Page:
Teaching Fellow in the Social Sciences (2019–21)
PhD'19 (South Asian history) University of Chicago


Mailing Address

The University of Chicago
Department of History
1126 E. 59th Street
Chicago, IL 60637

Social Science Research Building, room 529 – Office


Research Interests

Colonial ethnography; anti-colonial protest and network formation; global abolitionism; Victorian international law; infrastructure; colonial panics; sedition and free speech adjudication


Against “Anomaly”: India Reformism and the Politics of Colonial Dissent


My first book project, Ethical Empire? India Reformism and the Critique of Colonial Misgovernment, excavates an enduring tradition of moralistic agitation in the pre-nationalist era. Beginning in the 1830s, abolitionists, Quakers, free-traders, retired colonial agents, and Parsi intellectuals became increasingly convinced that British dominion in India was exploitative and destabilizing; moreover, it had given rise to a series of prejudicial anomalies. Participating in the British India Society, India Reform Society, and East India Association, these reformers protested against the "virtual" enslavement of Indian subjects, violations of the law of nations, economic impoverishment, infrastructural decay, and the paralysis of civil society that had occurred under colonial rule. By analyzing India reformism from ideological and structural perspectives, this study historicizes the practice of anti-colonial critique and offers new insight into the frustrated development of a British imperial public consciousness. Additionally, I have begun work on a second project that explores the Government of India’s concerted and unprecedented campaign to suppress the free speech of its subjects and control the transmission of knowledge within its territory and beyond its borders.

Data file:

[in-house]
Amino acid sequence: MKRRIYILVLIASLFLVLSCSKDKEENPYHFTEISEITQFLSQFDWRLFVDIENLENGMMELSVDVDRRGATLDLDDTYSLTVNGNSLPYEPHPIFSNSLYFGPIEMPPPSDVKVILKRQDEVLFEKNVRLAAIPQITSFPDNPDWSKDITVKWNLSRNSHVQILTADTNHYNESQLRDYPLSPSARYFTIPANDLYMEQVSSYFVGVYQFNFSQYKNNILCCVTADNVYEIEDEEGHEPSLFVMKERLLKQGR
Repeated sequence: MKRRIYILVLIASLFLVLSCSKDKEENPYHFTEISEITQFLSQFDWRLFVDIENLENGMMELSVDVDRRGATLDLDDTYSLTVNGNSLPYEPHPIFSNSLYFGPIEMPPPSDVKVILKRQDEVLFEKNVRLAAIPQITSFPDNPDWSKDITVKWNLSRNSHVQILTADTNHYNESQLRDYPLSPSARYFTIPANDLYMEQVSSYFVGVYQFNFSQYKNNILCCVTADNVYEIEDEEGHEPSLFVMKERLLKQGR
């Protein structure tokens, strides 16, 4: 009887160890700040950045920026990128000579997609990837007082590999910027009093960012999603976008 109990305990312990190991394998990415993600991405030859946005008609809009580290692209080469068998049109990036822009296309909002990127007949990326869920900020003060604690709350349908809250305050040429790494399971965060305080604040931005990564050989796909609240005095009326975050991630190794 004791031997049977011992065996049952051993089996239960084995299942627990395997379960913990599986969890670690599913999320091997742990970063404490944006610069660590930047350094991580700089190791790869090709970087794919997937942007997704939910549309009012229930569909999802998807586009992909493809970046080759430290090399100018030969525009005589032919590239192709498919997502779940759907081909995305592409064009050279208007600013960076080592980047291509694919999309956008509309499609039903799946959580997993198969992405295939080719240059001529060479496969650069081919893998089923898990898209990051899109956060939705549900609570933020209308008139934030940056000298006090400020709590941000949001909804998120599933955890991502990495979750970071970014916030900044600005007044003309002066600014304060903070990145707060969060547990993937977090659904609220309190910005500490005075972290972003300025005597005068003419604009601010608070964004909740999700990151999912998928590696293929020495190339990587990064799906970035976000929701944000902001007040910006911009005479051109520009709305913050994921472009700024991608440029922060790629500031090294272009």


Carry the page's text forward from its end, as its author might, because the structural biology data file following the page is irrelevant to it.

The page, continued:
“‘A Blot on English Justice’: India Reformism and the Rhetoric of Virtual Slavery," Modern Asian Studies 55, no. 1 (2021): 207-252.

Coauthored with Mark Knights, “Bribery in Baroda: the Politics of Corruption in Nineteenth-century India,” in Corruption, Empire and Colonialism: a Global Perspective, eds. Ronald Kroeze, Pol Dalmau, and Frédéric Monier (Singapore: Palgrave Macmillan, 2021), 141-170.

“Law of Nations Theory and the Native Sovereignty Debates in Colonial India,” Law and History Review 38, no. 2 (2020): 374-407.

“Muslim ‘Fanaticism’ as Ambiguous Trope: a Study in Polemical Mutation,” in Mountstuart Elphinstone in South Asia: Pioneer of British Colonial Rule, ed. Shah Mahmoud Hanifi (London: Hurst Publishers/Oxford University Press, 2019), 91-116.

“Colonial Ethnography on India’s North-West Frontier, 1850-1910,” The Historical Journal 59, no. 1 (2016): 175-196.


—Historians Garner Teaching Prizes
—History Students Awarded 47 Research Grants in 2017–18
Coorgnizes a two-day conference on South Asian Borderlands